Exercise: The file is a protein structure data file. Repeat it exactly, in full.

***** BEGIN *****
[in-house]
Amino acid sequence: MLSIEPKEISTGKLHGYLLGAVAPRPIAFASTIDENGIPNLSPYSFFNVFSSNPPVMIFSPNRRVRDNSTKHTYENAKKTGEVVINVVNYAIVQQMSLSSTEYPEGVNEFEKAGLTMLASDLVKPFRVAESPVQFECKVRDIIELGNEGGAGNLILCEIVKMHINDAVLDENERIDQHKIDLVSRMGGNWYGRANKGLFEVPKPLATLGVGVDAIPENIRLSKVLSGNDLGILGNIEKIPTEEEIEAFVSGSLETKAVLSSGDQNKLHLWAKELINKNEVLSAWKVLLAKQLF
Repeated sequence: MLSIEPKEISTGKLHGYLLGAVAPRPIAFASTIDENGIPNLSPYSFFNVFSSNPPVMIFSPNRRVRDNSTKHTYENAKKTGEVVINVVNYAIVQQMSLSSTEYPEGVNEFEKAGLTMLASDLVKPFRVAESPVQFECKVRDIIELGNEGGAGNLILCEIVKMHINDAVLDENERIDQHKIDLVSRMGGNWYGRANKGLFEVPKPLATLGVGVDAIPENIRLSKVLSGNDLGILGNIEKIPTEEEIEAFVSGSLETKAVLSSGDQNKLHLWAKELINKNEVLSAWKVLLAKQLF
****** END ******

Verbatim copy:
[in-house]
Amino acid sequence: MLSIEPKEISTGKLHGYLLGAVAPRPIAFASTIDENGIPNLSPYSFFNVFSSNPPVMIFSPNRRVRDNSTKHTYENAKKTGEVVINVVNYAIVQQMSLSSTEYPEGVNEFEKAGLTMLASDLVKPFRVAESPVQFECKVRDIIELGNEGGAGNLILCEIVKMHINDAVLDENERIDQHKIDLVSRMGGNWYGRANKGLFEVPKPLATLGVGVDAIPENIRLSKVLSGNDLGILGNIEKIPTEEEIEAFVSGSLETKAVLSSGDQNKLHLWAKELINKNEVLSAWKVLLAKQLF
Repeated sequence: MLSIEPKEISTGKLHGYLLGAVAPRPIAFASTIDENGIPNLSPYSFFNVFSSNPPVMIFSPNRRVRDNSTKHTYENAKKTGEVVINVVNYAIVQQMSLSSTEYPEGVNEFEKAGLTMLASDLVKPFRVAESPVQFECKVRDIIELGNEGGAGNLILCEIVKMHINDAVLDENERIDQHKIDLVSRMGGNWYGRANKGLFEVPKPLATLGVGVDAIPENIRLSKVLSGNDLGILGNIEKIPTEEEIEAFVSGSLETKAVLSSGDQNKLHLWAKELINKNEVLSAWKVLLAKQLF